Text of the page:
Unraveling the Bagel Wars: Broncos IB Bankers’ Tasty Feud

February 4, 2016 by David Parry
Denver Broncos Field Opening Memento

That place where the Super Bowl champion Denver Broncos play—what’s it called again?

Good question.

For years the Denver Post refused to call it anything other than Mile High, even after that venue had been demolished and replaced, in 2001, by Invesco Field. Some local fans and holdouts, claiming a proprietary right based on the taxpayer’s share of stadium costs, still continue to take their pick: “Mile High”, or “Invesco Field”, or, even, its actual, official name: “Sports Authority Field at Mile High”.

This 2001 deal toy commemorates the stadium’s inaugural game, and recognizes as well the team’s banking partners in the project financing. A 2014 refinancing consolidated the remaining debt, leaving U.S. Bank the sole original participant.

And the name thing? That’s still somewhat tricky. In 2011, Colorado-based Sports Authority purchased the 10 years remaining on Invesco’s original naming rights deal. That would seemingly settle the matter until August 1, 2021—but not quite. Sports Authority unfortunately missed an interest payment in late January, precipitating concerns about the troubled retailer’s ability to meet its annual $6 million obligation under the naming rights agreement.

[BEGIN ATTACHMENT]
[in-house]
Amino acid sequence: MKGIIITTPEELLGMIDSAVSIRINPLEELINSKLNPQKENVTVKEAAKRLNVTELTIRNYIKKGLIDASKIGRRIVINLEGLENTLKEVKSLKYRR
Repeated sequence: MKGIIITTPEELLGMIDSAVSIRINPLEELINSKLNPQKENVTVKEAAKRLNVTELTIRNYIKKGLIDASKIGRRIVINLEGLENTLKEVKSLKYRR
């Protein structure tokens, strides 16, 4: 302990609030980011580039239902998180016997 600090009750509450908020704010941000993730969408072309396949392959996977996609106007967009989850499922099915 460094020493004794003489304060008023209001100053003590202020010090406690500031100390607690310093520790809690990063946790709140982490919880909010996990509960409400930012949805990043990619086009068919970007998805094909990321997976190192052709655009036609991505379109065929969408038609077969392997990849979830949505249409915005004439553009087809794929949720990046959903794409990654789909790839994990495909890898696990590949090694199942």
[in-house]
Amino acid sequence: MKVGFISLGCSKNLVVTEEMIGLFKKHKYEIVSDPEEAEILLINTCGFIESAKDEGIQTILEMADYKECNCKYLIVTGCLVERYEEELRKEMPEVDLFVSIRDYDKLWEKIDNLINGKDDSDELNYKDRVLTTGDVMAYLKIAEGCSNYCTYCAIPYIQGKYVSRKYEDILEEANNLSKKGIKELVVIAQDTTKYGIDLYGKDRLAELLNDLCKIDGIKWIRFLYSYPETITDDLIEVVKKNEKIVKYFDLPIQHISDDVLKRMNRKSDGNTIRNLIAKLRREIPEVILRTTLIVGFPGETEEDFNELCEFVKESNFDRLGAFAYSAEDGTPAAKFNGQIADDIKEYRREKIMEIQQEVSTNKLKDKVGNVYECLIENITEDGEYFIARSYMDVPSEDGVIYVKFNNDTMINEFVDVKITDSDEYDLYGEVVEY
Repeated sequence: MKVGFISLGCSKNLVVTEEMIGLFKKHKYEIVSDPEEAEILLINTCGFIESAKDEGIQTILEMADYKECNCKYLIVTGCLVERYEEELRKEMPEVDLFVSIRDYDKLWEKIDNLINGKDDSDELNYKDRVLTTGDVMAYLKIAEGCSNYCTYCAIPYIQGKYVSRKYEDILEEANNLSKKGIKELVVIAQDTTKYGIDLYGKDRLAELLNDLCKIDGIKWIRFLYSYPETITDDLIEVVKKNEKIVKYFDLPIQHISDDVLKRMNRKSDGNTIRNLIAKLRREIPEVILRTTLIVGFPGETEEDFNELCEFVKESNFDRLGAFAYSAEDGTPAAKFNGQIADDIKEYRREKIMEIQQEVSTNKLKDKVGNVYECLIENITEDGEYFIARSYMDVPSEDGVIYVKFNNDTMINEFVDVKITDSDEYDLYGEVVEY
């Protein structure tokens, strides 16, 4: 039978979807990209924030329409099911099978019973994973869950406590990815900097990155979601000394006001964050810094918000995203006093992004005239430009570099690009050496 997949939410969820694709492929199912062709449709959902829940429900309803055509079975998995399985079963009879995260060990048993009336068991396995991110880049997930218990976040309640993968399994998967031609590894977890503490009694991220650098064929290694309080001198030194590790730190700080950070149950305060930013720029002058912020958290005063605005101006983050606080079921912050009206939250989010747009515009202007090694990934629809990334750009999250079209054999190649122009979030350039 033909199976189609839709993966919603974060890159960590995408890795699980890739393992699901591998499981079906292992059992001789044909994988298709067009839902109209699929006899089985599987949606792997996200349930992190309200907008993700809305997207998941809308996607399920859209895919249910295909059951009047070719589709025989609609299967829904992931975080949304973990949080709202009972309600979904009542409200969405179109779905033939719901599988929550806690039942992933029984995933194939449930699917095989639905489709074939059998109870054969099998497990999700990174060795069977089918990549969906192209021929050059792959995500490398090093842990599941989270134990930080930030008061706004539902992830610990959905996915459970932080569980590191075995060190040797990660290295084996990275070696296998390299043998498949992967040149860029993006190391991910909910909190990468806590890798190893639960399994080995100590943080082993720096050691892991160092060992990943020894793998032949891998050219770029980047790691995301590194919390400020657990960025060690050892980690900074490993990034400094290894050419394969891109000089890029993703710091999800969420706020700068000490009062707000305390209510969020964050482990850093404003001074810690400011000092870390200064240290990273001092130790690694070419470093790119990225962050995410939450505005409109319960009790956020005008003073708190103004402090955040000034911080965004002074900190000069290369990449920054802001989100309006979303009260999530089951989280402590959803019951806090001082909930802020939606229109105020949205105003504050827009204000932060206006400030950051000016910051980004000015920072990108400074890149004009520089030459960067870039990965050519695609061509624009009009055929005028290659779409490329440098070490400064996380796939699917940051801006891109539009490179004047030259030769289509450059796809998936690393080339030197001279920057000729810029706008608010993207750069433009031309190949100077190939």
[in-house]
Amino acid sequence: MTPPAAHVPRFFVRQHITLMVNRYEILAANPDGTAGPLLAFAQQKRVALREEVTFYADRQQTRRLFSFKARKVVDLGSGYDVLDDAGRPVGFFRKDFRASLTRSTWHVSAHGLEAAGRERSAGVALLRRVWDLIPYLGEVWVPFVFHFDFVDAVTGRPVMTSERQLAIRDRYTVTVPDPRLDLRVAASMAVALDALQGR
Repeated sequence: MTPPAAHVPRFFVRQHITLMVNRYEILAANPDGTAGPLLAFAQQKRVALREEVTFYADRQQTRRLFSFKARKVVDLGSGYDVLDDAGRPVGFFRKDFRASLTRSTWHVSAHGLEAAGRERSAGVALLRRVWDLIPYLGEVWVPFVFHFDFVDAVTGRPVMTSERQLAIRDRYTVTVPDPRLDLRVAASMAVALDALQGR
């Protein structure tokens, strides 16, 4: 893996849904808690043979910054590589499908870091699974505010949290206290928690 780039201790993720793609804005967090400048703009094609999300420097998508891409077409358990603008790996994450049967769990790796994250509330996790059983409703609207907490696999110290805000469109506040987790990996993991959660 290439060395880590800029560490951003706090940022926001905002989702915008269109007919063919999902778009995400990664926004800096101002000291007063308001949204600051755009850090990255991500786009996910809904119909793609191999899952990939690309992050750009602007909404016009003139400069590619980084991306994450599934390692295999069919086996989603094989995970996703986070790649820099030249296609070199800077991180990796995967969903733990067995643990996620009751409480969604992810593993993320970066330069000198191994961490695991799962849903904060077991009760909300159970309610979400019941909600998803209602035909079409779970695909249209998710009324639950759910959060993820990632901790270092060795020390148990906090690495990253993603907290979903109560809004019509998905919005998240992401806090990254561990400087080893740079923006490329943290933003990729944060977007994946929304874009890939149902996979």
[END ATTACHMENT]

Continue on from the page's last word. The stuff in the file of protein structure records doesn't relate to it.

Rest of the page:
Bagel-Themed Lucite Deal Toy

This 2001 Lucite is actually a battle relic; a vestige of that watershed 90’s conflict known as the “Bagel Wars”.

The Einstein Bros. Bagels chain, at the time the largest in the U.S., was purchased out of bankruptcy by New World Manhattan Bagel for $190 million. (New World Manhattan Bagel had originally been launched in 1993—by ex-Lehman M&A banker Ramin Kamfar—as New World Coffee). The stated ambition of the deal was building the “Starbucks” of the bagel industry.

So how did things turn out?

After years of strategic expansion and acquisition, The Einstein Noah Restaurant Group (the name reflecting the acquisition of Noah’s New York Bagels) was eventually acquired in 2014 by German conglomerate JAB. On further inspection the potential synergies of the deal became apparent: JAB already controlled Peet’s Coffee & Tea, Caribou Coffee, and D.E. Blenders.

The purchase price was estimated at $374 million.

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